The New Slave Trade
When I arrived at the brothel, a girl asked me, “What are you doing here?” I responded, “I come here to work.” “Don’t you know this is where people sell their body?” I couldn’t sleep at night; I kept thinking about what she had said. Selling my body? I didn’t know what selling my body means. I thought… it means cutting off parts of my body and sell them; if it was only that… (Sacrifice)
Here is another innocent voice out of countless others who have been sexually exploited by faceless offenders night and day. According to the Southeast Asian Women Organization, 30 million women and children have been the victim of sexual trafficking since 1970. The exact statistics are difficult to obtain because by its very nature, commercial sexual exploitation involves underground activities that remove the victims from public view, making them seemingly “invisible.” Bound behind the doors of brothels or secret rooms, the women and children are hidden away so that they can be exploited at leisure while protecting the perpetrators’ exposure. The gathering of data can only be conducted when the children “surface” so the data always underestimate the actual scope of the problem. The children “surfaced” when they run away to local homeless shelters, seek hospital treatments for STDs or other maladies, are caught by immigration service or thrown out of their brothel as ‘useless’, or engage in such activities that cause them to be identified and recorded. Adding to this difficulty is the fact that there is little consensus in national law, across disciplines or in data gathering protocols on what constitutes a child or sexual trafficking. Even the United Nations Convention on the Rights of the Child allows for differences, Article 1 defines a child as "every human being below the age of 18 years unless, under the law applicable to the child, majority is attained earlier.” (UNICEF) Nonetheless, government and non-governmental experts in the field estimate that 700,000 to two million women and children are trafficked globally each year. (USINFO)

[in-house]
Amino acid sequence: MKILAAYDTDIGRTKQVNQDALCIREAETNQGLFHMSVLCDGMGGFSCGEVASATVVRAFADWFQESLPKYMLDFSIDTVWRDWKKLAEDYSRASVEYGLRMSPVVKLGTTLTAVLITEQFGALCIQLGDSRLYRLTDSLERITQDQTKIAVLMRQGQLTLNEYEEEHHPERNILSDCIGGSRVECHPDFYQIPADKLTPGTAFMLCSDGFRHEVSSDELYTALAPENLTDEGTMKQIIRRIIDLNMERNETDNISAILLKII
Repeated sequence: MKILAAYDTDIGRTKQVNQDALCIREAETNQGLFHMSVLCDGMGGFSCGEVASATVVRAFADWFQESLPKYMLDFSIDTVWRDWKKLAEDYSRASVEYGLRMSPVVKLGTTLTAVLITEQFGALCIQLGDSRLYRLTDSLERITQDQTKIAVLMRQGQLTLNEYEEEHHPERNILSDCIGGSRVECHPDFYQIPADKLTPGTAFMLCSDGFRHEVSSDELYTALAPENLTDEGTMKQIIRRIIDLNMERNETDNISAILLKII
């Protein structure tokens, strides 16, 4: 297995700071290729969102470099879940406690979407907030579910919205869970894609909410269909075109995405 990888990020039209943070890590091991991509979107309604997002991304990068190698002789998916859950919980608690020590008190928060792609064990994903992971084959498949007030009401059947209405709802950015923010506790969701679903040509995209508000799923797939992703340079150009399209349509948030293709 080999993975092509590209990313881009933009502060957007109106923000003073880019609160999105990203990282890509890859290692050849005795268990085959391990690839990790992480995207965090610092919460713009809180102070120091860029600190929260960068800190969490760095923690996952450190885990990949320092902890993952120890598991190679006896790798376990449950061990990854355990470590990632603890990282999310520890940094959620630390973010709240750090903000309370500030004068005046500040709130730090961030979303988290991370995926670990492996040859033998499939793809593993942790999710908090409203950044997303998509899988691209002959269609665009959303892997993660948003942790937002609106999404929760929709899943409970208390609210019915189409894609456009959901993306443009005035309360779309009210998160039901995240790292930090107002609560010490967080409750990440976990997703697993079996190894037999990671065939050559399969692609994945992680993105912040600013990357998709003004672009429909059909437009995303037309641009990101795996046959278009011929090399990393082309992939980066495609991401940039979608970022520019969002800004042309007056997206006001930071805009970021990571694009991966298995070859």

There have been many international and national agendas undertaken to suppress sexual trafficking but to little avail. The number of victims continues to increase dramatically. In Thailand, Japan, and other countries with a large sex industry, the number of trafficked child prostitutes increased by 20% from 1998-99. Sexual trafficking has become the third largest source of profits for organized crime just behind the trafficking of drugs and alcohol. Since sexual trafficking is a result of poverty, it originates mainly from developing countries in Asia, Africa, Latin America, Eastern Europe and Russia. The destination countries include Western Europe, India, Japan, Thailand, Asia, Australia, and the United States. The average age of the victims is roughly 20 but the trend is leaning toward younger girls, sometimes as young as 7 years old, for many reasons. Children...